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NEW YORK – In this age of the aspirational cocktail, when bar menus can read like manifestoes or museum catalogs, certain drink orders are guaranteed to ignite the spleen of the serious bartender. Among them: the mojito (a lot of labor, particularly if customers ask for seven, which they often do); the Cosmopolitan (“Sex and the City” ended a while back); the vodka Red Bull (take your bad decisions outside); and the Bloody Mary, if ordered at night (seriously?).

And then there is the dirty martini, a salty invention that crowns the martini, a flawless drink, with a slop of random olive brine. It is the poison of choice of many a customer but, to some mixologists, just plain poison.

One New York bartender, Naren Young, decided to do something about it.

“It all started with the fact that I hate dirty martinis,” said Young, the beverage director for the Empellón Mexican restaurants. “I used that as a challenge. How can we turn this into something respectable?”

Simply ignoring the cocktail was not an option, since there is probably one being ordered in half the bars in Manhattan this very moment. That includes Saxon & Parole, the East Village restaurant and bar where Young was in charge of the cocktail program until August.

“It’s such an important drink in the New York scene,” he said. “Not important like the Manhattan is important, but they’re everywhere.”

So he tried taking the dirty martini a few steps up in class. The result, two years in the making, is Olives 7 Ways, a drink that this week joined the menu at Saxon & Parole.

To create the cocktail, which has as many working parts as a Swiss watch, Young marshaled forces from all over New York. He began by throwing out the olive brine that defines the dirty martini. He replaced it with an olive distillate, made (in collaboration with New York Distilling Co., in Brooklyn) by sending chopped Cerignola olives and neutral spirit through a small still. Just a touch of the spirit goes in the drink.

He then commissioned Zachary Feldman, the owner of Bitters, Old Men, a Manhattan maker of bitters, to create a custom olive bitters. Feldman used a mix of olive varietals from Greece, Italy, France and Spain, as well as oil-cured Moroccan olives and equal parts gentian root and wormwood.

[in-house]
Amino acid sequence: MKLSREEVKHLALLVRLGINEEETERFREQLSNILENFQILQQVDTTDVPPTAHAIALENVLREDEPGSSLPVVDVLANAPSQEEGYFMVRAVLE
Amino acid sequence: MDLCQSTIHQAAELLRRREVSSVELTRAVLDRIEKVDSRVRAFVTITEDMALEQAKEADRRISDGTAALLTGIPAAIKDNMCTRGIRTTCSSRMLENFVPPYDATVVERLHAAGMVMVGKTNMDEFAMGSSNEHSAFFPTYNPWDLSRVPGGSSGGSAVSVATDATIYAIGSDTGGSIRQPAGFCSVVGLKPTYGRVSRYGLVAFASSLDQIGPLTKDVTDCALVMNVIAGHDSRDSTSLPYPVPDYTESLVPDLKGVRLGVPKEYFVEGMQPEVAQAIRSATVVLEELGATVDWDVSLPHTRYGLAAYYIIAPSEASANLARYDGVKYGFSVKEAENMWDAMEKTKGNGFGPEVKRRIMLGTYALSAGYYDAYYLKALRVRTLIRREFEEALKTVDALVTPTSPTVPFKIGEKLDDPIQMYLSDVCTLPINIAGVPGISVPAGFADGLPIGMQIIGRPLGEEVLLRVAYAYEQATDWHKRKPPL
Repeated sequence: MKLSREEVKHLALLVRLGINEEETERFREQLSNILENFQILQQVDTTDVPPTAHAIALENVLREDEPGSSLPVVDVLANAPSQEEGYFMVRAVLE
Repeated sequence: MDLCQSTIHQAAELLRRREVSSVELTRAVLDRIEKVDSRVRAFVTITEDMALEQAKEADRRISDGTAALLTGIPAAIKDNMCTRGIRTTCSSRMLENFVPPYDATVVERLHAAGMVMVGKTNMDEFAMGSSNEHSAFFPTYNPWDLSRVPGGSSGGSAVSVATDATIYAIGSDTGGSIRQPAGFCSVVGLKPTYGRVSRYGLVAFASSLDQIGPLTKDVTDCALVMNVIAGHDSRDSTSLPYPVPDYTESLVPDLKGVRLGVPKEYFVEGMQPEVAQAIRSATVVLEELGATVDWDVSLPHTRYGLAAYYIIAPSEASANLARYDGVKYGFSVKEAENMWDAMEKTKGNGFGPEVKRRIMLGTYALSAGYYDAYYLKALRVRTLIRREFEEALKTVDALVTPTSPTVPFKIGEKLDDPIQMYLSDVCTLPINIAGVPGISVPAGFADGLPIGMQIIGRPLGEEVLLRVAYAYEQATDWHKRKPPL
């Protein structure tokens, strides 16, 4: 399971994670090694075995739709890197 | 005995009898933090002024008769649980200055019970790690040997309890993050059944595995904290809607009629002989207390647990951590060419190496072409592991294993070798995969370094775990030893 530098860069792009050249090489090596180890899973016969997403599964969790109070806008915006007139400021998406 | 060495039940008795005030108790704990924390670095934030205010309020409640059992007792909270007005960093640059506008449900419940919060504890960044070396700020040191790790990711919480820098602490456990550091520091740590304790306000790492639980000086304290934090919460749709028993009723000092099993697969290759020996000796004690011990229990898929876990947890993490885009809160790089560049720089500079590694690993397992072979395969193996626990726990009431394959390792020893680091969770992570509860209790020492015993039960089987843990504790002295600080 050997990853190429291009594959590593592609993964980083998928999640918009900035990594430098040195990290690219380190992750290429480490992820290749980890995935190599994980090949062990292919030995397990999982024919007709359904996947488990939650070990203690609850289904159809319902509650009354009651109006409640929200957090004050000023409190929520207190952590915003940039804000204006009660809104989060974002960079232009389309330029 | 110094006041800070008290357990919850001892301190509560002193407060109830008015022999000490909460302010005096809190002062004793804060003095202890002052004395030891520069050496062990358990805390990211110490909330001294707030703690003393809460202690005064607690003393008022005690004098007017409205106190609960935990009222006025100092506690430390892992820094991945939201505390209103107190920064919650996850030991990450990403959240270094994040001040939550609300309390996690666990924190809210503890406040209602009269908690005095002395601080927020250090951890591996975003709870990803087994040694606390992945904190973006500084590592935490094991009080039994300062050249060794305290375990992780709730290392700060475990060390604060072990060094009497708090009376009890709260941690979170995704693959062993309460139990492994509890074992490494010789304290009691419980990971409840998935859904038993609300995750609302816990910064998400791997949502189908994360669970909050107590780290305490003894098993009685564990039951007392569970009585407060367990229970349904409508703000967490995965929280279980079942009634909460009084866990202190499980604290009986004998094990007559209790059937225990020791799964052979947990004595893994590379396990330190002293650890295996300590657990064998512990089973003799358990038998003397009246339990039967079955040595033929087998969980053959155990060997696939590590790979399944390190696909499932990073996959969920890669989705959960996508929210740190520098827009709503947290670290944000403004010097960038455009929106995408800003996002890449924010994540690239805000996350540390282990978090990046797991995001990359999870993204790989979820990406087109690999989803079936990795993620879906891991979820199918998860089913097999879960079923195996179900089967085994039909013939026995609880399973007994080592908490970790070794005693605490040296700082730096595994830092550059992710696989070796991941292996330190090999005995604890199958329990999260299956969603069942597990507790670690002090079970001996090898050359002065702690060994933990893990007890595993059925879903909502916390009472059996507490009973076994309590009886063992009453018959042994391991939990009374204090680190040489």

The gin in the cocktail is a potent one: Perry’s Tot, a navy-strength version (57 percent alcohol) made by New York Distilling. The vermouth is Noilly Prat, infused with Cerignola olives. Also in the drink is a small amount of olive shrub, a traditional acidic beverage made with olives, sugar and vinegar. Finally, the concoction is topped with an additional spray of the olive bitters and a few dots of olive oil, which rest on the surface. A small dish of olives, as well as botanicals found in the gin, accompany the drink. (If you’re counting, it does indeed involve olives seven different ways.)

The cocktail is full-bodied and rich, owing to the shrub, the infused vermouth and a fairly wet, 50-50 ratio between the vermouth and gin. It is also more elegant than any offspring of the dirty martini deserves to be.

“You’d think it would be an olive bomb,” Young said, “but it’s really subtle.”

And fairly complicated. For the home bartender, Young has devised the simplified recipe provided here. It requires infusing your own vermouth with olives, but the process requires little more than some planning, and it leaves you with a nice mixer for future drinks.

The Improved Dirty Martini

From Naren Young, beverage director, Empellón restaurants, New York

Time: 5 minutes, plus 3 days to infuse vermouth

Yield: 1 drink

375 ml dry vermouth, preferably Noilly Prat

a cup chopped Cerignola olives

1a ounces navy-strength gin, preferably Perry’s Tot

A few drops of extra-virgin olive oil

Mixed olives, for serving

1. Combine vermouth and chopped olives in a sealed glass container and let sit for 3 days. Shake periodically.

2. Chill a cocktail glass by filling it with ice or putting it in the freezer for about 5 minutes.

3. In a mixing glass filled three-quarters full with ice, pour the gin and 1½ ounces of the infused vermouth. Stir until chilled, about 30 seconds, and strain into the chilled glass. Carefully drip a few drops of olive oil (with an eye-dropper, if possible) onto the drink’s surface. Serve with a small dish of mixed olives.